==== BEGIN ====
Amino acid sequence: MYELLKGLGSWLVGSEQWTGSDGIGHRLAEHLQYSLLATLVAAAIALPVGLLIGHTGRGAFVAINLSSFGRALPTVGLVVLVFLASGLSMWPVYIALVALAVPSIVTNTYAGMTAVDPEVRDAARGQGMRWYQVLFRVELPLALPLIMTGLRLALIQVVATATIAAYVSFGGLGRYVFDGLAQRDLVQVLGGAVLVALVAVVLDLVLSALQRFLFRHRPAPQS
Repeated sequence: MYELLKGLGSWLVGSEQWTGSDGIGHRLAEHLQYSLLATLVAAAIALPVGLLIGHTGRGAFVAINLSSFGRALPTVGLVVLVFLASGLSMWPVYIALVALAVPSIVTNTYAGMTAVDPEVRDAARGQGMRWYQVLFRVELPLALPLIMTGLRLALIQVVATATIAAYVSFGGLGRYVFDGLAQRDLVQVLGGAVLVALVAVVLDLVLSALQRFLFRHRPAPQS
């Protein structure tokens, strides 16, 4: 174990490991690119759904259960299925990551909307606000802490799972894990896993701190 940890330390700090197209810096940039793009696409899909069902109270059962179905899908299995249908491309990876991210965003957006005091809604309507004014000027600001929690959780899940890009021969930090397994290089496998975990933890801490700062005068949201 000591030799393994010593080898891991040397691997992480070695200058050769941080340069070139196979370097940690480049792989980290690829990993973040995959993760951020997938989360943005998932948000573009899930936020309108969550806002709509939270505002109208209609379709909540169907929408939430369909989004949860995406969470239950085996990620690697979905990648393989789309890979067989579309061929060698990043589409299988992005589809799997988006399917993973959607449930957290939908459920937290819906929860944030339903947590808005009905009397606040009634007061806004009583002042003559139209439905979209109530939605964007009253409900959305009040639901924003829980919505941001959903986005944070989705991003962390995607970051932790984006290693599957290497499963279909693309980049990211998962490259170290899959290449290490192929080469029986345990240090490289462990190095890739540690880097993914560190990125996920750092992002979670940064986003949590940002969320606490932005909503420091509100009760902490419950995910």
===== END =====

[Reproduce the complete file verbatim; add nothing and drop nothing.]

Amino acid sequence: MYELLKGLGSWLVGSEQWTGSDGIGHRLAEHLQYSLLATLVAAAIALPVGLLIGHTGRGAFVAINLSSFGRALPTVGLVVLVFLASGLSMWPVYIALVALAVPSIVTNTYAGMTAVDPEVRDAARGQGMRWYQVLFRVELPLALPLIMTGLRLALIQVVATATIAAYVSFGGLGRYVFDGLAQRDLVQVLGGAVLVALVAVVLDLVLSALQRFLFRHRPAPQS
Repeated sequence: MYELLKGLGSWLVGSEQWTGSDGIGHRLAEHLQYSLLATLVAAAIALPVGLLIGHTGRGAFVAINLSSFGRALPTVGLVVLVFLASGLSMWPVYIALVALAVPSIVTNTYAGMTAVDPEVRDAARGQGMRWYQVLFRVELPLALPLIMTGLRLALIQVVATATIAAYVSFGGLGRYVFDGLAQRDLVQVLGGAVLVALVAVVLDLVLSALQRFLFRHRPAPQS
């Protein structure tokens, strides 16, 4: 174990490991690119759904259960299925990551909307606000802490799972894990896993701190 940890330390700090197209810096940039793009696409899909069902109270059962179905899908299995249908491309990876991210965003957006005091809604309507004014000027600001929690959780899940890009021969930090397994290089496998975990933890801490700062005068949201 000591030799393994010593080898891991040397691997992480070695200058050769941080340069070139196979370097940690480049792989980290690829990993973040995959993760951020997938989360943005998932948000573009899930936020309108969550806002709509939270505002109208209609379709909540169907929408939430369909989004949860995406969470239950085996990620690697979905990648393989789309890979067989579309061929060698990043589409299988992005589809799997988006399917993973959607449930957290939908459920937290819906929860944030339903947590808005009905009397606040009634007061806004009583002042003559139209439905979209109530939605964007009253409900959305009040639901924003829980919505941001959903986005944070989705991003962390995607970051932790984006290693599957290497499963279909693309980049990211998962490259170290899959290449290490192929080469029986345990240090490289462990190095890739540690880097993914560190990125996920750092992002979670940064986003949590940002969320606490932005909503420091509100009760902490419950995910």